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JSOM Graduation Speech

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Hua Bai celebrates graduation with Wise the Owl

As is true for most of you sitting here today, this is my second university commencement, and most likely the last one. I tried to remember what my undergrad commencement speaker had said, and I have to say it helps me tremendously in writing this one, because it turned out I can’t remember a single word. Though I am certain it was inspiring.

As I began creating my speech, I realized, wow, this is way too difficult. What words besides “congratulations” could I use to inspire us all after a long journey of a master’s program?

I drafted three versions of my graduation speech:

  • One, I can talk about my trip to China with Dean Pirkul last year and how grateful I am for that opportunity and for his leadership and commitment to both students and alumni;
  • Two, I can quote Professor Dumbledore and spend five minutes talking about “it’s not our abilities but our choices to become who we are,” and “choosing JSOM shapes who we are,” which is true;
  • or, finally, I can take the risk of losing some of my American audience here and share my story at JSOM as an international student. I guarantee you, that everyone is part of this story.

During the past two years, I’ve teamed with students from a lot of places — India, Taiwan, Thailand, Ethiopia…some of my best friends are Vietnamese. But the most unforgettable team experience was with four Americans. I felt that I was ignored through the whole project. They almost never replied to my emails; they showed appreciation for each other’s work but not mine. It was my first semester, and I felt miserable. Looking back, I realize I had never given them an opportunity to know how I felt besides those long emails; I might have not fully shown my enthusiasm in participating in the discussion at all. I did things in my own way and expected other people, let alone those from an entirely different culture, to do the same.

Here is my first lesson at JSOM about communication: You can stay who you are, but you have to be able to adjust your way when dealing with different people and taking different roles. People are different, and that is a good thing in the global business environment.

Difference also turns into diversity and opportunity. The day after the Brussels attack happened, my office mate, Holly Rio who is the events and marketing manager of JSOM, and I were talking about the tragedy, and our conversation went from the terrorism threat in Europe, to how we thought governments should respond, to immigration issues, to the presidential election. We were both concerned because it’s a question with no immediate and perfect answer.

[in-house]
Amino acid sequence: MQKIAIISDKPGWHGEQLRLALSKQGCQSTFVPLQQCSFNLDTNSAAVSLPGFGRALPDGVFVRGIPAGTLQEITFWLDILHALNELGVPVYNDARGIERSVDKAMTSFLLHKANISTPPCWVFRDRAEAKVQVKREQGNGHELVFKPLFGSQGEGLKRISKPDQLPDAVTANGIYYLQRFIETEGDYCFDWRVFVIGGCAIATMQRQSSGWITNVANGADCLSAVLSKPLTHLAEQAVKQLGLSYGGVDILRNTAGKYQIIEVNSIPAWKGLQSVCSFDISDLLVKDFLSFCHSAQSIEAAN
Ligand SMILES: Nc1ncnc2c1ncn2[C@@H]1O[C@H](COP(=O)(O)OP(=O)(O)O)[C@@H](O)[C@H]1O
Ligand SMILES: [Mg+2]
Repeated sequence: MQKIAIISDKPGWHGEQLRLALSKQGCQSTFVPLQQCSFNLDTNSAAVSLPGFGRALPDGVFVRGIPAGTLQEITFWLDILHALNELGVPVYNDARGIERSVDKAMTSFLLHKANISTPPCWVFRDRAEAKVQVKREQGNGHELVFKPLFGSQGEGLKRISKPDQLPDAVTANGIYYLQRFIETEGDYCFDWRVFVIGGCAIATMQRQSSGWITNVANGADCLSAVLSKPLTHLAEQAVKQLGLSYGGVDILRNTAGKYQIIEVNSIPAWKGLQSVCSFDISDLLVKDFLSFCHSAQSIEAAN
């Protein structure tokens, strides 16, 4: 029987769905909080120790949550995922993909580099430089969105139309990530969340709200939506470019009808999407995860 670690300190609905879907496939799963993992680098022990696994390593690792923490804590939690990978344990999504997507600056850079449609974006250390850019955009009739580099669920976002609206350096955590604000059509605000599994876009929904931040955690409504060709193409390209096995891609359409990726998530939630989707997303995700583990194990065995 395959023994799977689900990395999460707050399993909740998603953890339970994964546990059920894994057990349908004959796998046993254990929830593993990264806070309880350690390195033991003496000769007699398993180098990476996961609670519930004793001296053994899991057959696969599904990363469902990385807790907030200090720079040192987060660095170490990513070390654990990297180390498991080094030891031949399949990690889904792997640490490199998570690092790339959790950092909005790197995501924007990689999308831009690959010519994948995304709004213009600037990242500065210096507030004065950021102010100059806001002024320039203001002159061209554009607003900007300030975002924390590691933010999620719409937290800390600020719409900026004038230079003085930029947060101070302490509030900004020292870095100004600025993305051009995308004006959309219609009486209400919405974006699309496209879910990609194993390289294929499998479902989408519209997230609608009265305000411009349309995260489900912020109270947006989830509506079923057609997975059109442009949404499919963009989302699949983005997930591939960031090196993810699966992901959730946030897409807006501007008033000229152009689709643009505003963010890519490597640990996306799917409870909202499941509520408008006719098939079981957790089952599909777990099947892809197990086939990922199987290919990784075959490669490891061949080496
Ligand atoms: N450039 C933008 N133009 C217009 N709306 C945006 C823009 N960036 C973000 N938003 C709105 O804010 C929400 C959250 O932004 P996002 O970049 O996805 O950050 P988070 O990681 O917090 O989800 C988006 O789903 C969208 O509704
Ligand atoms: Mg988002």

We went back to work with clouds above our heads. After a minute, Holly suddenly turned to me and said, “Do you know what’s still promising about this? It’s that we are able to sit in front of each other and exchange ideas about this. You with your amazing background and intelligence talking to someone from America like me, that’s the sort of environment where all solutions will come from! It’s hard to imagine this many years ago, but now, I do believe that meeting of minds will solve it.”

I think she’s right. Isn’t JSOM one of those places for meeting of minds? Nearly 40 percent of JSOM graduate students are international students. Frequent communication between every one of us has been impacting investment opportunities, immigration policies and diplomatic activities — you experience them, I experience them, we are all living proof of globalization. It is a huge world, and it’s greatly influencing us all.

Leaving this room, we will take the “college student” tag off and put on a new one, “JSOM alum,” for life. With a global vision rooted in our young network, I wish everybody success as you embark on your individual journey. While we may be vastly different in our backgrounds, culture and experiences, we have one thing in common — a degree from Jindal School of Management. This degree, I believe, has equipped us all to make a difference in this world we all share.

Hua Bai

Hua Bai

Hua is an MS Marketing and Information Technology and Management student at the Naveen Jindal School of Management. She is a student worker in the JSOM Development and Alumni Relations Office and Vice President of Friendship Association of Chinese Students and Scholars at UT Dallas (FACSS-UTD). Hua helped launch the Jindal WeChat account and manages it day-to-day. She was a finalist for the 2016 UT Dallas Student Employee of the Year Award. Read more articles

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